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Chapel Hart Met Dolly Parton and She Smelled Like ‘Baby’s Dreams and Angel Tears’ (Exclusive)

Country trio Chapel Hart finally got to meet Dolly Parton three years after they released a song inspired by her famous ballad “Jolene.”

“Every country music fan has on their list to meet Dolly Parton one day, and today our dream came true. We got to meet Dolly Parton in the flesh,” Danica Hart, who founded Chapel Hart along with sister Devynn Hart and cousin Trea Swindle, exclusively told Us Weekly at CMA Fest on Tuesday, June 4.

“Dolly held these two hands,” Danica continued. “I used to make fun of people who say, ‘I’m never washing these hands again.’ I need a bathroom break in a little bit and I got some decisions to make because do I wash them or no?!”

Trea chimed in to say that Parton’s “outfits are even more fabulous up close than they are on the screen” and joked about raiding her wardrobe.

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“If I were two feet shorter, I would be in her closet right now,” she said, quipping that Parton, 78, smelled “like baby’s dreams and angel tears.”

Chapel Hart released their song “You Can Have Him Jolene” in 2021 and performed it during their audition for America’s Got Talent the following year. The original tune earned a standing ovation from all four judges and prompted the panel to use a Group Golden Buzzer for only the second time in the show’s history.

Chapel Hart Met Dolly Parton and She Smelled Like ‘Baby’s Dreams and Angel Tears’
Danica Hart, Dolly Parton. Getty Images(2)

The song found its way to Parton, who retweeted Chapel Hart’s AGT performance in July 2022, calling it “a fun new take on my song.” Danica and Trea had an opportunity to talk to the country music icon about the tune when they met her in person.

“She was like, ‘I heard that, that was so good,’” Danica recalled, noting that Parton’s hairstylist brought up the song because she and Trea “just couldn’t talk” out of excitement. “It was the most down to earth thing that I’ve ever heard in my life. She said, ‘That bitch Jolene has made me a lot of money.’ And I was like, ‘And I’m hoping she does the same for us.’ We just laughed for a minute, it was a magical moment.”

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Unlike the original “Jolene,” on which Parton begs a woman with “ivory skin and eyes of emerald green” not to take her man even though she can, “You Can Have Him Jolene” tells the other woman that the wandering man is her problem now.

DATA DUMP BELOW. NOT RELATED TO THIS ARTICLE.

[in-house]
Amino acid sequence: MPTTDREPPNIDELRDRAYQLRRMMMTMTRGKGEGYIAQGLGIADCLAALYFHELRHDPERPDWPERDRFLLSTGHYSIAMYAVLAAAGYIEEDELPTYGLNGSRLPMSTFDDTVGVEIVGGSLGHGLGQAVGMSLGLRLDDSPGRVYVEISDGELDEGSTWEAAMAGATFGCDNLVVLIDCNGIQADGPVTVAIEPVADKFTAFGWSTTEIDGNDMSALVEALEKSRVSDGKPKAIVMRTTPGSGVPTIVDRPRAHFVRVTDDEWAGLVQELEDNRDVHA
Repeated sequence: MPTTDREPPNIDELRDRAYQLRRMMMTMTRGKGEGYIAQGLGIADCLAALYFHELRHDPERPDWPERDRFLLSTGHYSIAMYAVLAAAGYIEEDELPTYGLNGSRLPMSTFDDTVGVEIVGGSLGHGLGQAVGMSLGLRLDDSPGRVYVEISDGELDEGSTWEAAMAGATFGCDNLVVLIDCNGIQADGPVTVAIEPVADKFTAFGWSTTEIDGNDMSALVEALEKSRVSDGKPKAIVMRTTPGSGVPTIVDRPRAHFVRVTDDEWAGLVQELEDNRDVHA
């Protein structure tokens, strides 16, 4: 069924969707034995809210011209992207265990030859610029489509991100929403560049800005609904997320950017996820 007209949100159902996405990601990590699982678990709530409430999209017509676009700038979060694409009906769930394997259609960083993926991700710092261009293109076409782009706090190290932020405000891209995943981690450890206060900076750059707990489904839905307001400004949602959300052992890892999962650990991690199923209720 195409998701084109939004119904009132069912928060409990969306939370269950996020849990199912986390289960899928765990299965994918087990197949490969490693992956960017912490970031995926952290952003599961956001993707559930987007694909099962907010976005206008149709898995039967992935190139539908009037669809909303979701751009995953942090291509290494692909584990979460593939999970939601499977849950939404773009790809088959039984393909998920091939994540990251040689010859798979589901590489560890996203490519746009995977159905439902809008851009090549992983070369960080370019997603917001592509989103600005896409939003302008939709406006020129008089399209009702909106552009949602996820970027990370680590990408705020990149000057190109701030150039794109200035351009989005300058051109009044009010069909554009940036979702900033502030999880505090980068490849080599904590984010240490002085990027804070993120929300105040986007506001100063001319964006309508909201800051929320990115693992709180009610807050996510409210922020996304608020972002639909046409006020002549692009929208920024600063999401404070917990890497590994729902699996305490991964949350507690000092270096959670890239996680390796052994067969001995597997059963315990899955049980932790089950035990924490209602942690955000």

“Oh, Jolene, you can have him ’cause he don’t mean much to me / Well, I cried so much ’til rivers turned to seas / Oh, Jolene, when you think that he’s in love, he’ll surely leave like he did me / You can have him, Jolene,” Chapel Heart sings on the chorus.

Chapel Hart Met Dolly Parton and She Smelled Like ‘Baby’s Dreams and Angel Tears’
Jason Kempin/Getty Images

The country act has heard Beyoncé’s take on “Jolene” — the “Halo” singer, 42, released a cover of the song in March with lyrical changes that warned and intimidated Jolene rather than pleading with her — but they stand by their version.

“I understand what Beyoncé did with hers. Like, you know, ‘He’s my man, I’m gonna fight for him.’ [But we’re like], ‘Uh-uh honey, keep him. Ain’t nobody got time for that,’” Trea joked.

“However you show up in the world, there is a solution for what you should do to Jolene,” Danica added.

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The cousins also spoke to the increasing diversity in country music and the renewed interest in the genre after Beyoncé released Cowboy Carter, which many have called a country album, in March.

“I feel like it’s an honor for the rest of the world to experience country at its core,” Trea said. “Country doesn’t have a color. Country is a way of life. It’s a feeling. And it’s beautiful that the rest of the world is starting to see that. It might have been portrayed in the mass media in one specific light. But the truth of the matter is, it’s country everywhere.”

Danica agreed that she loves “the moment that country’s having” because it shines light on what has existed all along.

“There’s so many people, like Trea said, that [are] living the country experience,” she said. “Now they get to be represented.”

With reporting by Jeremy Parsons

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